I can tell you for sure that your negative feelings about the relationship with your father will negatively impact your relationship with men, and women, if it has not already.
You will either try to get the love and affection your father denied you from other people, which is completely unfair to the unsuspecting person and a recipe for disaster; or you will always expect others to let you down, like your father, and they will.
If we constantly expect people to let us down, we will be let down. We will either find a way to force them to let us down or we will simply search for fault in every minor detail to "prove" we were right that they would let us down.
Our belief system forces us to see what we believe - to be "right." If we want to change what we see, we often need to change what we believe.
The good news is, changing what you believe or how you see things, is doable. I am not saying it is easy, I am saying it is doable. There are many, many books (and you tube videos) on changing your attitude and perspective.
You can also research meditation. Meditation [which is what prayer was meant to be but people have made it mechanical instead], is a wonderful way to relax and listen to your inner voice as well as that of a higher power, if your belief system includes one.
I would caution you from simply thinking you deserve the negative behavior from your father somehow. It is common for women who feel they did not receive love from a parent to then have a lowered self-esteem - to believe they do not deserve love or only deserve bad things/relationships. Often women believe they are not lovable because, let's face it, we actually do believe a parent should naturally love their children - but ours did not love us, therefore, we must be unlovable.
Unfortunately, this is neither a math problem nor universally true. Sadly, not all people who participate in the creation of a child are able to love, or show love, to their children. Nor does it help when we do not "speak the same language" as our parents - meaning what they say and do is not interpreted by us the way they mean it. You can research The Five Love Languages to read more about how we can so easily misinterpret demonstrations of love.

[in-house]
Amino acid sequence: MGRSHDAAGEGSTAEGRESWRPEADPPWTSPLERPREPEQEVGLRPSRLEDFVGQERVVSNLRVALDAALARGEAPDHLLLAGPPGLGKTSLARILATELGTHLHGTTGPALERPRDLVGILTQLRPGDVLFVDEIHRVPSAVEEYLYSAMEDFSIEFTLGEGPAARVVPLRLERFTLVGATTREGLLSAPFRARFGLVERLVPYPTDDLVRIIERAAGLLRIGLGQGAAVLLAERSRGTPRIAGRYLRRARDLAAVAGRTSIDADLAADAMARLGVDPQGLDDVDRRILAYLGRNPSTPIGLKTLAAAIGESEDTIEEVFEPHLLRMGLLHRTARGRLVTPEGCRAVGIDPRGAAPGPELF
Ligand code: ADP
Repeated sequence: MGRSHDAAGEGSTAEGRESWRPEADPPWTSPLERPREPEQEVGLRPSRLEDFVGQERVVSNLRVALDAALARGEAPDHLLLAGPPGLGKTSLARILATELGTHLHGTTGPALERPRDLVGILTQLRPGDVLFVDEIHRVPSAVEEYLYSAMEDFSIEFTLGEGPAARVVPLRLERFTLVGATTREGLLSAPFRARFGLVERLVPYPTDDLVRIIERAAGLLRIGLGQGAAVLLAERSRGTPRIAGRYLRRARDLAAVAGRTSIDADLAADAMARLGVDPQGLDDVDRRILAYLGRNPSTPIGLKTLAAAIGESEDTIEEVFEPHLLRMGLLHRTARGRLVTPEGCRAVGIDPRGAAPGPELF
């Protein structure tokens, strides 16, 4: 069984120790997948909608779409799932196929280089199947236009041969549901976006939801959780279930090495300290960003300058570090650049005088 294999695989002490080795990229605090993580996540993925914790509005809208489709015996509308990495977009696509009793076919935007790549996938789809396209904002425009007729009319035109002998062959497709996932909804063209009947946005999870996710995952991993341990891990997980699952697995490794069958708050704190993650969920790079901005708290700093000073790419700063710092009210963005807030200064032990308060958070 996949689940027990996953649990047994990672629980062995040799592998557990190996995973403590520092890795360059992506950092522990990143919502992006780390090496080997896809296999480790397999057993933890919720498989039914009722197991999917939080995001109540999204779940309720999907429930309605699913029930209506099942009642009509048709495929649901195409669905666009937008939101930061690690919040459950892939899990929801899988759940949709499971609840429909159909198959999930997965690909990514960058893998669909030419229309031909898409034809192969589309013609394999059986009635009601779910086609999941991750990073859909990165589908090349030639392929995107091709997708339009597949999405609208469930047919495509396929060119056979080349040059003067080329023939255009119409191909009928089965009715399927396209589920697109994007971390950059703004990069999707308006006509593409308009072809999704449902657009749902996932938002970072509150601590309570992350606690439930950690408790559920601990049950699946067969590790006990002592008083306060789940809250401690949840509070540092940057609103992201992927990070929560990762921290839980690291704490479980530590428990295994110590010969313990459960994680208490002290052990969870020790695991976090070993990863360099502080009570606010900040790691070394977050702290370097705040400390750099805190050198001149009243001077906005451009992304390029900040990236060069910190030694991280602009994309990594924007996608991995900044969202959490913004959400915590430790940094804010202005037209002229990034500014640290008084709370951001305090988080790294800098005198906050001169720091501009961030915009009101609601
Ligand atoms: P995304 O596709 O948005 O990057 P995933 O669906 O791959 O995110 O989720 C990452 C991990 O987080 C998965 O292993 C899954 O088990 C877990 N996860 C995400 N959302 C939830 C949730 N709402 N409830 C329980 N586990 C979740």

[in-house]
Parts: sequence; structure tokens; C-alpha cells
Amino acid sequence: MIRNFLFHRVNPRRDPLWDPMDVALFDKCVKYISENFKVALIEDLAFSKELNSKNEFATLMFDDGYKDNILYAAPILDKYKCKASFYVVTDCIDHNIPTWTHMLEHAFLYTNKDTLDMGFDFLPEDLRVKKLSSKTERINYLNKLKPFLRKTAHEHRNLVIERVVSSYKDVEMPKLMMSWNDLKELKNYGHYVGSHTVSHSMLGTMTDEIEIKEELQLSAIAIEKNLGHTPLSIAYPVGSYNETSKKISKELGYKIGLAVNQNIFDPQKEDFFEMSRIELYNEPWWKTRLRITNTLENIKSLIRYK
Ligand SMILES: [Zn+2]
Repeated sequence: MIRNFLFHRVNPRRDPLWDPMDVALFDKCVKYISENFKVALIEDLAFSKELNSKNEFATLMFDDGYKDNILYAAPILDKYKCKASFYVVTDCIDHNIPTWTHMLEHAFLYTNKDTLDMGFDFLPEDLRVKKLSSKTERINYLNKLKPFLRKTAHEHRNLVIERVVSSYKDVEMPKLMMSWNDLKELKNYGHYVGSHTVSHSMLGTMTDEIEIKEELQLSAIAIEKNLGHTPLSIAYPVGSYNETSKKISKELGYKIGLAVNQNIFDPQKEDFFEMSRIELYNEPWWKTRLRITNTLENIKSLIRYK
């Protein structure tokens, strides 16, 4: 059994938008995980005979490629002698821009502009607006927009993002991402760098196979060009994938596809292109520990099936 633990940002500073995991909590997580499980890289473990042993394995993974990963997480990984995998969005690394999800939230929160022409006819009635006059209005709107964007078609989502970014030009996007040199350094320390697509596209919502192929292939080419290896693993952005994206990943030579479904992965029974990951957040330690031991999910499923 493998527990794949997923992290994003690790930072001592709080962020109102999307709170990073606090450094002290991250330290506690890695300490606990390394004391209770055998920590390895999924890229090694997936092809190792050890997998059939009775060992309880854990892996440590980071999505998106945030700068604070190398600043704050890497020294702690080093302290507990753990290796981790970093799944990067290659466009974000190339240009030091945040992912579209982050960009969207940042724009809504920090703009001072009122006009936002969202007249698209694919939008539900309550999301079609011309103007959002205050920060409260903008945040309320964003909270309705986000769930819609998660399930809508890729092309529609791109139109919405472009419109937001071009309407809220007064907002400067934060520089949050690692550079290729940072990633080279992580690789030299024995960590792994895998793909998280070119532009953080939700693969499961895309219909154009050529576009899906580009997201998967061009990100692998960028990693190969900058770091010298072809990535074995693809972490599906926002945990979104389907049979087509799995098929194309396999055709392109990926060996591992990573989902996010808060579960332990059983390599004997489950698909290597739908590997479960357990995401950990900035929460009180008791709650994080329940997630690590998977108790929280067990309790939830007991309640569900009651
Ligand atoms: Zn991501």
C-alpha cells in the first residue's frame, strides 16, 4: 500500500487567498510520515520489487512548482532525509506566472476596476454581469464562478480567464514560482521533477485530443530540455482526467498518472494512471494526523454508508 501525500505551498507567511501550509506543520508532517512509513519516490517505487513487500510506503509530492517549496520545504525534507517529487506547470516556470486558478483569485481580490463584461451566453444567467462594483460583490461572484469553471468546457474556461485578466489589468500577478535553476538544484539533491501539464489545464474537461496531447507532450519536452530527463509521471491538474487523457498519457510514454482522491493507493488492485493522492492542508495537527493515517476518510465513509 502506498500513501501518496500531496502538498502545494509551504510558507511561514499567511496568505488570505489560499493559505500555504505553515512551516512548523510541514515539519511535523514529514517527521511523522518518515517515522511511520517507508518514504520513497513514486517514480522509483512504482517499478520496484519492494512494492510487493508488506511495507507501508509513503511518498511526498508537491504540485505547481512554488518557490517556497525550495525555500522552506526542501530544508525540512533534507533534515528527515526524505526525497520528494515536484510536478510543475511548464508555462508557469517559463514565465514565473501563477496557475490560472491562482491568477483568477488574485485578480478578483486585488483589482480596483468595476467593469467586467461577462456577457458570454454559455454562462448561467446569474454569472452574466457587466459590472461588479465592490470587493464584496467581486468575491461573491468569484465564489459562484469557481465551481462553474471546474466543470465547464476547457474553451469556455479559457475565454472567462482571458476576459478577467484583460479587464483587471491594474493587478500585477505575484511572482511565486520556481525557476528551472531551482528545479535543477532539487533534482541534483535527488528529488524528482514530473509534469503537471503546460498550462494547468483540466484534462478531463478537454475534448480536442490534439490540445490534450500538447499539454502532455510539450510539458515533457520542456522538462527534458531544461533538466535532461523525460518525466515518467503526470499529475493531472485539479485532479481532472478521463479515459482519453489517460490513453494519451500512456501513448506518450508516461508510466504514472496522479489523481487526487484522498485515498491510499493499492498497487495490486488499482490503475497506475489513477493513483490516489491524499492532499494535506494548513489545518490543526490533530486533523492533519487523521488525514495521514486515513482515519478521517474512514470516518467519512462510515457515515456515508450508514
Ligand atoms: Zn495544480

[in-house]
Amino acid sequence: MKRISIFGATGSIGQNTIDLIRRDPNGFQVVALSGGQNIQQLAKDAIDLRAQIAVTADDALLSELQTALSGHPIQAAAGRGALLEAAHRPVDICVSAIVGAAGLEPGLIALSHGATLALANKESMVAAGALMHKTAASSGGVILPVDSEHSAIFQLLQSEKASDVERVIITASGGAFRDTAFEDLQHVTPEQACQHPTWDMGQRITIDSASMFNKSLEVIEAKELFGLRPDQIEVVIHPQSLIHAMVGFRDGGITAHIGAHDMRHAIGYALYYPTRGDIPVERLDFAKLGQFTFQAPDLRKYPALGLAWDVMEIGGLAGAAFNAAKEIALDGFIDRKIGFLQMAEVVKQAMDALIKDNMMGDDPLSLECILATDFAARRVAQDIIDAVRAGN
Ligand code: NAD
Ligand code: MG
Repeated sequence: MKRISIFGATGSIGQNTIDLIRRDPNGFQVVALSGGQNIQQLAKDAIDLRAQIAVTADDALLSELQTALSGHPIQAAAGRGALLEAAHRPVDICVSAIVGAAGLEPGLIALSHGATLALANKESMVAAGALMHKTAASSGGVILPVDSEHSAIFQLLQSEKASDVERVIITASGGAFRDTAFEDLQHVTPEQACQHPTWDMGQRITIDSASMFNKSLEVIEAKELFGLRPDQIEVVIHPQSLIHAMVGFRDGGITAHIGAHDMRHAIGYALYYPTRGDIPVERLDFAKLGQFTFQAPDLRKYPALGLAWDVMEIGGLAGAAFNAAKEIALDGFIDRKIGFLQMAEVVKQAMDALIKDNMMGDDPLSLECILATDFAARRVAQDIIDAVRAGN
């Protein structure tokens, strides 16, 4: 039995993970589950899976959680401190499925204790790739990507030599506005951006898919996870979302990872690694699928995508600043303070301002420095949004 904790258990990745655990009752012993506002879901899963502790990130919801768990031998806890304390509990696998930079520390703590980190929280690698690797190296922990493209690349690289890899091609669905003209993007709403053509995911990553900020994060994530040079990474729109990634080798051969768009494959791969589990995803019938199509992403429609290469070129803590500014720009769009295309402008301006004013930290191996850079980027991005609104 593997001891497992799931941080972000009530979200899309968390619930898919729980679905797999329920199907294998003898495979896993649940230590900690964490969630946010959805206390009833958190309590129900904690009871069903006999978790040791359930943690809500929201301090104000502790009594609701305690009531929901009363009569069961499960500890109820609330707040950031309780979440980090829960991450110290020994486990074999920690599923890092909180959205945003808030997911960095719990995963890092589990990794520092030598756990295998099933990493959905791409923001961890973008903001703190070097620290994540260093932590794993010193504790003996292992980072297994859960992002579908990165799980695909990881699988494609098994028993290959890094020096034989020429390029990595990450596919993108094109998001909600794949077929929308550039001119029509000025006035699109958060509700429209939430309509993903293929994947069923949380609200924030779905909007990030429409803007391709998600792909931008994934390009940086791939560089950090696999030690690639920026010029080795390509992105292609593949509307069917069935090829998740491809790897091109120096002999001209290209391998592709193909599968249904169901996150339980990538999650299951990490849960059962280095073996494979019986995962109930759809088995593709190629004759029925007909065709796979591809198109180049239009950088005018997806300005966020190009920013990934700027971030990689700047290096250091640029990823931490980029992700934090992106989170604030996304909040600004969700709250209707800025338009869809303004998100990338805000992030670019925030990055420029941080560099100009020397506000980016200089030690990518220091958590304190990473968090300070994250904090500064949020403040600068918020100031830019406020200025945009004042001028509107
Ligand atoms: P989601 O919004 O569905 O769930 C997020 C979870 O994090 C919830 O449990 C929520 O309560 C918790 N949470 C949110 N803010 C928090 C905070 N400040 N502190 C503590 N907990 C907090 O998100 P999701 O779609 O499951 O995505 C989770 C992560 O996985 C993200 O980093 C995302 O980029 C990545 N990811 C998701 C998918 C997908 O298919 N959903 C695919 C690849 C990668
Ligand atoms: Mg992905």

In the end, you must realize that if your father is unable, or unwilling, to show you love or express positive messages about you, it has nothing to do with you. He likely has his own short-comings, baggage, guilt, or low self-esteem that prevents him from loving himself, much less another person.
You must learn to see and accept your own value. You must learn to love yourself. You must learn to be happy with yourself rather than depending on your father, or anyone, to make you feel loved and valued.
I realize I have put all the work on you. Unfortunately, that is the reality. Any person only has control or power over themselves. We can only change ourselves.
But I can promise you that changes you make to yourself will always have an impact on those around you. It is a scientific fact: every action causes a reaction - what the reaction is, however, depends on the action or change you implement.
* Deedra is originally from Arkansas; an attorney in Scottsdale, Arizona; a diversity expert and Keynote speaker for The Ambassador Project; and has a blog at Follow Deedra on Twitter @askdeedra